by Jay Lund
Droughts and this drought in California
- California has more hydrologic variability than any state in the US, meaning that we have more drought and flood years per average year than any other state. This is a problem, but has also meant that we have designed for droughts, which are always testing us.
- 2021 is the 3rd driest year in more than 100 years of precipitation record. 2020 was the 9th driest year in the precipitation record.
- Much warmer temperatures are further reducing streamflows and aquifer recharge, and has lengthened and deepened the wildfire season.
- Large reductions are occurring in surface water available for agriculture, especially in the San Joaquin Valley, but also in the Sacramento Valley and smaller river valleys statewide.
- Much increased groundwater pumping greatly reduces agricultural impacts, but affects rural wells.
- Major forest and aquatic ecosystem impacts are occurring, especially for wildfires and salmon runs, particularly for winter-run salmon downstream of Shasta Dam.
- A growing number of small communities and towns are being affected, in addition to more common problems for rural household and community wells. Santa Clara Valley (San Jose area) is the most-affected major urban area, seeking 30% water use reductions.
- If next year is also dry, agricultural and environmental impacts will increase and urban impacts will expand.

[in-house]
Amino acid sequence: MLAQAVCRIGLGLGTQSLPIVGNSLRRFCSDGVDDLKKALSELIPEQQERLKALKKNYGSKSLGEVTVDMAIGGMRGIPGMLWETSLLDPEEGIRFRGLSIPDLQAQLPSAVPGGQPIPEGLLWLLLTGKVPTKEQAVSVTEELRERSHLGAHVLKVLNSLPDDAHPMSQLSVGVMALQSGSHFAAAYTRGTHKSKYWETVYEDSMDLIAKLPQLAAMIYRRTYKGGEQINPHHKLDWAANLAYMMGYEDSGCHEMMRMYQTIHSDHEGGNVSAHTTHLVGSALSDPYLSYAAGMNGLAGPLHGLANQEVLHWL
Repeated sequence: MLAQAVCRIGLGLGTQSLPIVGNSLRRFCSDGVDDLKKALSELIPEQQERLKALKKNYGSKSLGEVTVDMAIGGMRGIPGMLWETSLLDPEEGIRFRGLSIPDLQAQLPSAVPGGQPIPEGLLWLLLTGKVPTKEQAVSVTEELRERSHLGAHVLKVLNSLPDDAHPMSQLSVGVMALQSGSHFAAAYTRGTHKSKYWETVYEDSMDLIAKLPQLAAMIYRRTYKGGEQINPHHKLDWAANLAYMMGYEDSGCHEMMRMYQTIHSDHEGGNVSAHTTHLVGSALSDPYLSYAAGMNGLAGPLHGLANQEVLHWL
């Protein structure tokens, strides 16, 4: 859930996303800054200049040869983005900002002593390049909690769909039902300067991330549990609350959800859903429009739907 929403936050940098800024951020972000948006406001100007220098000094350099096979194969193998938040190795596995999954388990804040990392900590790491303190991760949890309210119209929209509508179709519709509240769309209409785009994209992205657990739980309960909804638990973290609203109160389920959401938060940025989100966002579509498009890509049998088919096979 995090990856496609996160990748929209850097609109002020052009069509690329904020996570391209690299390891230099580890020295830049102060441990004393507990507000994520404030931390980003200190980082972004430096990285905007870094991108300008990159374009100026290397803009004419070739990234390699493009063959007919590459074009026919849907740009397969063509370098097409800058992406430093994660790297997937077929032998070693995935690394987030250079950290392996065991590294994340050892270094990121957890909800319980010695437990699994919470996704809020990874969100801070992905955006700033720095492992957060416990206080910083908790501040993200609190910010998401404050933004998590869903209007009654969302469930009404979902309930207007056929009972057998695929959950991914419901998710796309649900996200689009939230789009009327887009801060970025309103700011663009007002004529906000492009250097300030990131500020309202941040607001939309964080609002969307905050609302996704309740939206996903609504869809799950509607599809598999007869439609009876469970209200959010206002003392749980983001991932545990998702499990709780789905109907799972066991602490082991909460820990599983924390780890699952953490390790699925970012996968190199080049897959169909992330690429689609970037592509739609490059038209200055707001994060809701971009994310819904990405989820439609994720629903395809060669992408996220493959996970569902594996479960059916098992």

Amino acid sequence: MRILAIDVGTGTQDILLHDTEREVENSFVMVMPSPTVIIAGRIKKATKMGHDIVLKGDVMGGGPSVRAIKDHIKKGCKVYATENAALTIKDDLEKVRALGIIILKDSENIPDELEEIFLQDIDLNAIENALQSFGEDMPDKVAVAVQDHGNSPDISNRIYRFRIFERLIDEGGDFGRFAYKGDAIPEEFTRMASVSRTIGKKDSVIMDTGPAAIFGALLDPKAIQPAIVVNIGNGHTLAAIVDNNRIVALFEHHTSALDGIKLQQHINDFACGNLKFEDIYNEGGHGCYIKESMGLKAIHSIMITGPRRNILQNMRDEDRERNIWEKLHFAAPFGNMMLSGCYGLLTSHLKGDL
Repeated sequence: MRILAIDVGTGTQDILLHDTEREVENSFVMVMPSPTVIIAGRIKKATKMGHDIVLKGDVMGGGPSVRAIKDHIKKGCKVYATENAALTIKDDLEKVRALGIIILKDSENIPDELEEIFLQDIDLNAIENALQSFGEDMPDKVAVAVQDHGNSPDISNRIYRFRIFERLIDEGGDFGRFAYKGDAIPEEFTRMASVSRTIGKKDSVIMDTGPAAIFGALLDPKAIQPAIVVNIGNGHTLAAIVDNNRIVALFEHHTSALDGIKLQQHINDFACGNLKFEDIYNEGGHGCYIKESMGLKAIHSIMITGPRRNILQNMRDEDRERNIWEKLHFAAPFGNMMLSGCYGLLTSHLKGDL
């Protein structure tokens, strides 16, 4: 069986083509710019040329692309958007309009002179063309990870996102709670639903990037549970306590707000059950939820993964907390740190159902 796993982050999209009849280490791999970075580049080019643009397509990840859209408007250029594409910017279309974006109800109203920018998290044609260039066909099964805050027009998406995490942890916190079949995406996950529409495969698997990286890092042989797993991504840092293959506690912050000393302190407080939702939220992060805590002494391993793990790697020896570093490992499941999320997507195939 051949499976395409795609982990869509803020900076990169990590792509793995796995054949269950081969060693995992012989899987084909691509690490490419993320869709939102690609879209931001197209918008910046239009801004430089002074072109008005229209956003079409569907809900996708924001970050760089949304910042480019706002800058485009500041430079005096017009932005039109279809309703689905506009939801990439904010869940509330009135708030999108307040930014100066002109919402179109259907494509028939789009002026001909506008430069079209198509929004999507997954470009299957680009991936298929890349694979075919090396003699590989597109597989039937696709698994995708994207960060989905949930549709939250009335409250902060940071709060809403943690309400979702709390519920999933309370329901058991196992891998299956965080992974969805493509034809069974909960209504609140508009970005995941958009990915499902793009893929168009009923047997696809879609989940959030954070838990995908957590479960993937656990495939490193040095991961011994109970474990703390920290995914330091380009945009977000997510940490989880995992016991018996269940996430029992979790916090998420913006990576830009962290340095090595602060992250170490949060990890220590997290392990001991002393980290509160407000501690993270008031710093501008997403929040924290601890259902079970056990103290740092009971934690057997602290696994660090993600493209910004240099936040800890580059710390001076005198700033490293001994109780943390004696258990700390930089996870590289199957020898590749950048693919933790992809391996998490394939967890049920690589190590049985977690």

- Warmer temperatures from climate change are worsening droughts, reducing the amount of precipitation that arrives at reservoirs and aquifers, lengthening wildfire seasons, and worsening conditions for cold-water fish species, such as salmon. We need to further adapt water, land, and environmental management for these changes.
- Another dry year is likely. Very dry watersheds, very low reservoir levels, falling aquifers, and higher temperatures mean more precipitation is needed to make next year not dry.
- Under SGMA, farmers will need to repay additional groundwater pumped during the drought, meaning some reductions in lower-valued crops in wetter years so aquifers can recover to sustain permanent crops in future droughts. Few basins can sustain aquifers with managed aquifer recharge alone; many will need deep reductions in aquifer pumping in wetter years.
- Sizable long-term reductions in irrigated area seem unavoidable in parts of the San Joaquin Valley. Urban water conservation statewide is helpful, and still more conservation will help a bit.
- A more formal state water accounting system is needed to support tighter surface water right administration, SGMA planning and implementation, and environmental uses. Water right curtailments are likely to become routine in more basins.
Arax, Mark (2021), “The Well Fixer’s Warning,” The Atlantic, August 17.
Lund, J.R., J. Medellin-Azuara, J. Durand, and K. Stone, “Lessons from California’s 2012-2016 Drought,” J. of Water Resources Planning and Management, Vol 144, No. 10, October 2018.
Pinter, N., J. Lund, and P. Moyle. “The California Water Model: Resilience through Failure,” Hydrological Processes, Vol. 22, Iss. 12, pp. 1775-1779, 2019.
Jay Lund is Co-Director of the Center for Watershed Sciences and Professor of Civil and Environmental Engineering at the University of California – Davis.